A retrospective, follow-up study.Objectives.
To investigate the overall outcome of surgery for lumbar spinal stenosis and to investigate the preoperative factors affecting outcome.Summary of Background Data.
The success rates of surgical intervention for lumbar spinal stenosis vary, and few preoperative factors have been found to be significantly correlated to surgical outcome.Methods.
A total of 438 patients (183 women, 255 men) who underwent decompressive surgery for lumbar spinal stenosis were re-examined and evaluated for outcome 4.3 years after surgery. Outcome was based on subjective disability, which was assessed using the Oswestry low back pain questionnaire. The preoperative data (clinical documentation, length of laminectomy, and radiographs) were collected from patient records that had been stored in the hospital. Preoperative factors affecting outcome were reported.Results.
The mean value of the Oswestry disability score of these 438 patients was 34 ± 18 (women, 36.3 ± 17; men, 32.3 ± 18; P < 0.05). Age did not influence general outcome. The proportion of good to excellent outcomes of all 438 patients was 62% (women, 57%; men, 65%). Diabetes, hip joint arthrosis, and preoperative fracture of the lumbar spine seemed to be associated with poor outcome. The ability to work before or after surgery and a history of no prior back surgery were predictive of good outcome.Conclusion.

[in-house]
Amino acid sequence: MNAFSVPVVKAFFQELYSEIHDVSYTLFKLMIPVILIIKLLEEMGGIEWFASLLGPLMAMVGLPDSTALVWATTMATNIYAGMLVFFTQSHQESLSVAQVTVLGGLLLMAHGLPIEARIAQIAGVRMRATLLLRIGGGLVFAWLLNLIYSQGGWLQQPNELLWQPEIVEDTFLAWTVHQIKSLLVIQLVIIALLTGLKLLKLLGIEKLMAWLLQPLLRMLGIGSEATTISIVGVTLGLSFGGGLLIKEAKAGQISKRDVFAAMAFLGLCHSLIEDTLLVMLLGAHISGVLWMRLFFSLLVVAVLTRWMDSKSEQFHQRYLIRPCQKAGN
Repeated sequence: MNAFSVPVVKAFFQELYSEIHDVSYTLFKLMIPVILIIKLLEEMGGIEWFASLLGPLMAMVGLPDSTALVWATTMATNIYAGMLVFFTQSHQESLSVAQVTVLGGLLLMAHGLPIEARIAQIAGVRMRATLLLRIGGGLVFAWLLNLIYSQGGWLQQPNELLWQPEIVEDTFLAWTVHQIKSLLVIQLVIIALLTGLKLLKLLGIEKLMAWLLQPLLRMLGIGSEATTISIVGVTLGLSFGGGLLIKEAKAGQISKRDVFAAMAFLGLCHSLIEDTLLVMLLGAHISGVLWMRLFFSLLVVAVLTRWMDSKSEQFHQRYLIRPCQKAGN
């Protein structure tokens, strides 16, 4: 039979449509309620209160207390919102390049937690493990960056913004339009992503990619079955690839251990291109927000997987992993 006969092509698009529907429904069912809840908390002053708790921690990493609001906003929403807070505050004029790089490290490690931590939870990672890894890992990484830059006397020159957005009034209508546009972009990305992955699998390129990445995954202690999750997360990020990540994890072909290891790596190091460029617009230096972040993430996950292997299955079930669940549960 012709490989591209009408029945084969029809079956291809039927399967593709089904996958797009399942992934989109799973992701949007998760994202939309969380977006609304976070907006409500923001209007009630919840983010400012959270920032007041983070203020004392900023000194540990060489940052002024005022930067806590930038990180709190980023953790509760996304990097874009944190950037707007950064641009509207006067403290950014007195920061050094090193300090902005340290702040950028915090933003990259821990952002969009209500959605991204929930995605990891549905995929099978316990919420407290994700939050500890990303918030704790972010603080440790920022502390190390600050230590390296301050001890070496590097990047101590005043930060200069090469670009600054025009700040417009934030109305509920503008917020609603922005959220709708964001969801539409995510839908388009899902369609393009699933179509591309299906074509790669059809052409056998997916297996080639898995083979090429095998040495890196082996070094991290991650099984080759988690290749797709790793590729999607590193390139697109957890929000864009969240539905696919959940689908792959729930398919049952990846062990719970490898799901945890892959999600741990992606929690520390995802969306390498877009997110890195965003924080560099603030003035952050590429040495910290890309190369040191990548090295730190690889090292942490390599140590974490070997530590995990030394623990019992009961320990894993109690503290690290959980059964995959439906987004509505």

The results suggest that clear myelographic stenosis and no prior surgical intervention, no comorbidity of diabetes, no hip joint arthrosis, and no preoperative fracture of the lumbar spine are factors associated with a good outcome in surgical management of lumbar spinal stenosis.